443
Definition of Cardinal Equivalence; Countable Sets; The Search for Larger Infinities: The Cantor Diagonalization Process; Application: Cardinality and Computability
Chapter 8 Recursion
457
8.1 Recursively Defined Sequences
457
Definition of Recurrence Relation; Examples of Recursively Defined Sequences; The Number of Partitions of a Set Into r Subsets
8.2 Solving Recurrence Relations by Iteration
475
The Method of Iteration; Using Formulas to Simplify Solutions Obtained by Iteration; Checking the Correctness of a Formula by Mathematical Induction; Discovering That an Explicit Formula Is Incorrect
8.3 Second-Order Linear Homogenous Recurrence Relations 487 with Constant Coefficients Derivation of Technique for Solving These Relations; The Distinct-Roots Case; The Single-Root Case
8.4 General Recursive Definitions
499
Recursively Defined Sets; Proving Properties about Recursively Defined Sets; Recursive Definitions of Sum, Product, Union, and Intersection; Recursive Functions
Chapter 9 The Efficiency of Algorithms
510
9.1 Real-Valued Functions of a Real Variable and Their Graphs
510
Graph of a Function; Power Functions; The Floor Function; Graphing Functions Defined on Sets of Integers; Graph of a Multiple of a Function; Increasing and Decreasing Functions
Contents
9.2 0, Q, andO Notations
ix
518
Definition and General Properties of 0-, Q-, and 0-Notations; Orders of Power Functions; Orders of Polynomial Functions; Orders of Functions of Integer Variables; Extension to Functions Composed of Rational Power Functions
9.3 Application: Efficiency of Algorithms /
531
Time Efficiency of an Algorithm; Computing Orders of Simple Algorithms; The Sequential Search Algorithm; The Insertion Sort Algorithm
9.4 Exponential and Logarithmic Functions: Graphs and Orders 543 Graphs of Exponential and Logarithmic Functions; Application: Number of Bits Needed to Represent an Integer in Binary Notation; Application: Using Logarithms to Solve Recurrence Relations; Exponential and Logarithmic Orders
9.5 Application: Efficiency of Algorithms II
557
Divide-and-Conquer Algorithms; The Efficiency of the Binary Search Algorithm; Merge Sort; Tractable and Intractable Problems; A Final Remark on Algorithm Efficiency
Chapter 10 Relations
571
10.1 Relations on Sets
571
Definition of Binary Relation; Arrow Diagram of a Relation; Relations and Functions; The Inverse of a Relation; Directed Graph of a Relation; N-ary Relations and Relational Databases
10.2 Reflexivity, Symmetry, and Transitivity
584
Reflexive, Symmetric, and Transitive Properties; TheTransitive Closure of aRelation; Properties of Relations on Infinite Sets
10.3 Equivalence Relations
594
The Relation Induced by a Partition; Definition of an Equivalence Relation; Equivalence Classes of an Equivalence Relation
10.4 Modular Arithmetic with Applications to Cryptography
611
Properties of Congruence Modulo n; Modular Arithmetic; Finding an Inverse Modulo n; Euclid's Lemma; Fermat's Little Theorem and the Chinese Remainder Theorem; Why Does the RSA Cipher Work?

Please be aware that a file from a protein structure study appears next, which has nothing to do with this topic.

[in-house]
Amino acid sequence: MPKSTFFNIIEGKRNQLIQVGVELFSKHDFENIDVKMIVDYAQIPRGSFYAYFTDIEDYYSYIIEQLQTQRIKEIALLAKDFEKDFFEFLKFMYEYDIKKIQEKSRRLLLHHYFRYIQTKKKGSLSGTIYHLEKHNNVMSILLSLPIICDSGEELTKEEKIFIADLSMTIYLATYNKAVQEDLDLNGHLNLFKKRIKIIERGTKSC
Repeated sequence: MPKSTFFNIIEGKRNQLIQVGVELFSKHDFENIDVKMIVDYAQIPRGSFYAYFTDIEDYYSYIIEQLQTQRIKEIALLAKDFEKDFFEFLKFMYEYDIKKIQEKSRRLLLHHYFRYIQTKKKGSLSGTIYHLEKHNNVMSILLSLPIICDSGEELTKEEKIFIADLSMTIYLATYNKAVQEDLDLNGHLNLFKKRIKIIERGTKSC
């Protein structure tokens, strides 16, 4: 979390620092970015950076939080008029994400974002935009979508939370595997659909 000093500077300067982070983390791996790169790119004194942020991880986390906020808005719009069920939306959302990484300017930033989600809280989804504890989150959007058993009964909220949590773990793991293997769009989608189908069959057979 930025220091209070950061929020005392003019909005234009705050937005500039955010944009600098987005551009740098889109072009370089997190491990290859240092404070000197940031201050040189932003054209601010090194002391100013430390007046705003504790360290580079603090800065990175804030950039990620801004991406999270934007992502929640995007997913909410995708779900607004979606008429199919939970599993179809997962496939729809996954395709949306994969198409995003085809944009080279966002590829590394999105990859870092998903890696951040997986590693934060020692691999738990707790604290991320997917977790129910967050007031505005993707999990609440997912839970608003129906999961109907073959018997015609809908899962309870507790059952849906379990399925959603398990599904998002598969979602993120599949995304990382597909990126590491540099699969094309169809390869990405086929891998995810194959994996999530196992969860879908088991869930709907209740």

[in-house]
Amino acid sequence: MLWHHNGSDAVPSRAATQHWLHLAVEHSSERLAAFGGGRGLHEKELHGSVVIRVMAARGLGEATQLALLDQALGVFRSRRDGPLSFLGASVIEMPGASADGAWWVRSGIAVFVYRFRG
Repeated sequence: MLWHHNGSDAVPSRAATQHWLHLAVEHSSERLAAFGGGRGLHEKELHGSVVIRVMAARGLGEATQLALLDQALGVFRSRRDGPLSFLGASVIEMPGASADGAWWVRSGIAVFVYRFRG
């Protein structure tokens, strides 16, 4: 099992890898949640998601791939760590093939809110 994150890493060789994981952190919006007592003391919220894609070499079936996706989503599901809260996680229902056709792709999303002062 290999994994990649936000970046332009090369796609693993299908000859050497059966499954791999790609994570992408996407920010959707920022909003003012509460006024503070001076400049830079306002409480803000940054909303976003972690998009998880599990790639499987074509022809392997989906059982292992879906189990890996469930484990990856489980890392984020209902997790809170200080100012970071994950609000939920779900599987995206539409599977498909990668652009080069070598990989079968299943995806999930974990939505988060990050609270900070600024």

10.5 Partial Order Relations
632
Antisymmetry; Partial Order Relations; Lexicographic Order; Hasse Diagrams; Partially and Totally Ordered Sets; Topological Sorting; An Application; PERT and CPM
x
Contents
Chapter 11 Graphs and Trees
649
11.1 Graphs: An Introduction
649
Basic Terminology and Examples; Special Graphs; The Concept of Degree
11.2 Paths and Circuits
665
Definitions; Euler Circuits; Hamiltonian Circuits
11.3 Matrix Representations of Graphs
683
Matrices; Matrices and Directed Graphs; Matrices and (Undirected) Graphs; Matrices and Connected Components; Matrix Multiplication; Counting Walks of Length N
11.4 Isomorphisms of Graphs
697
Definition of Graph Isomorphism and Examples; Isomorphic Invariants; Graph Isomorphism for Simple Graphs
11.5 Trees
705
Definition and Examples of Trees; Characterizing Trees; Rooted Trees; Binary Trees
11.6 Spanning Trees
723
Definition of a Spanning Tree; Minimum Spanning Trees; Kruskal's Algorithm; Prim's Algorithm
Chapter 12 Regular Expressions and Finite-State Automata 12.1 Formal Languages and Regular Expressions
734
735
Definitions and Examples of Formal Languages and Regular Expressions; Practical Uses of Regular Expressions
12.2 Finite-State Automata
745
Definition of a Finite-State Automaton; The Language Accepted by an Automaton; The Eventual-State Function; Designing a Finite-State Automaton; Simulating a Finite-State Automaton Using Software; Finite-State Automata and Regular Expressions; Regular Languages
12.3 Simplifying Finite-State Automata
763
*-Equivalence of States; k-Equivalence of States; Finding the *-Equivalence Classes; The Quotient Automaton; Constructing the Quotient Automaton; Equivalent Automata
Appendix A Properties of the Real Numbers
A-i
Appendix B Solutions and Hints to Selected Exercises Index
1-1
A-4